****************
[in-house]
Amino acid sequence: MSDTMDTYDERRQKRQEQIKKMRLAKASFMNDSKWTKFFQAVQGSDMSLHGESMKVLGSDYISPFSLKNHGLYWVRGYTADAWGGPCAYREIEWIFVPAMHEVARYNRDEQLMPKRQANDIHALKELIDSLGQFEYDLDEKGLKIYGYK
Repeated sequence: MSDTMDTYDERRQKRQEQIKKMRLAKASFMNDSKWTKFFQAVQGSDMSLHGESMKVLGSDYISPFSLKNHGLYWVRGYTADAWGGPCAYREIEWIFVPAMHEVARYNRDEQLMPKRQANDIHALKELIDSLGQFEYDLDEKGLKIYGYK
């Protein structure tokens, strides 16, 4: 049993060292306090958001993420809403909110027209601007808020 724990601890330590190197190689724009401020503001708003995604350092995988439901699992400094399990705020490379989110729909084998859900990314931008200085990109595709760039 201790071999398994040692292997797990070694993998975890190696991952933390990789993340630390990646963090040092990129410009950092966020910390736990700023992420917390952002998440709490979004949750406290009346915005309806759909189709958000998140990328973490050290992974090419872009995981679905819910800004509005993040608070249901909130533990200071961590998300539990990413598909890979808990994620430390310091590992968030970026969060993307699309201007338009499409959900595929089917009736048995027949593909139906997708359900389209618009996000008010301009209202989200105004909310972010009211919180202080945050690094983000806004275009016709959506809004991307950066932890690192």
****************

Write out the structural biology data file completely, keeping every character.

[in-house]
Amino acid sequence: MSDTMDTYDERRQKRQEQIKKMRLAKASFMNDSKWTKFFQAVQGSDMSLHGESMKVLGSDYISPFSLKNHGLYWVRGYTADAWGGPCAYREIEWIFVPAMHEVARYNRDEQLMPKRQANDIHALKELIDSLGQFEYDLDEKGLKIYGYK
Repeated sequence: MSDTMDTYDERRQKRQEQIKKMRLAKASFMNDSKWTKFFQAVQGSDMSLHGESMKVLGSDYISPFSLKNHGLYWVRGYTADAWGGPCAYREIEWIFVPAMHEVARYNRDEQLMPKRQANDIHALKELIDSLGQFEYDLDEKGLKIYGYK
């Protein structure tokens, strides 16, 4: 049993060292306090958001993420809403909110027209601007808020 724990601890330590190197190689724009401020503001708003995604350092995988439901699992400094399990705020490379989110729909084998859900990314931008200085990109595709760039 201790071999398994040692292997797990070694993998975890190696991952933390990789993340630390990646963090040092990129410009950092966020910390736990700023992420917390952002998440709490979004949750406290009346915005309806759909189709958000998140990328973490050290992974090419872009995981679905819910800004509005993040608070249901909130533990200071961590998300539990990413598909890979808990994620430390310091590992968030970026969060993307699309201007338009499409959900595929089917009736048995027949593909139906997708359900389209618009996000008010301009209202989200105004909310972010009211919180202080945050690094983000806004275009016709959506809004991307950066932890690192």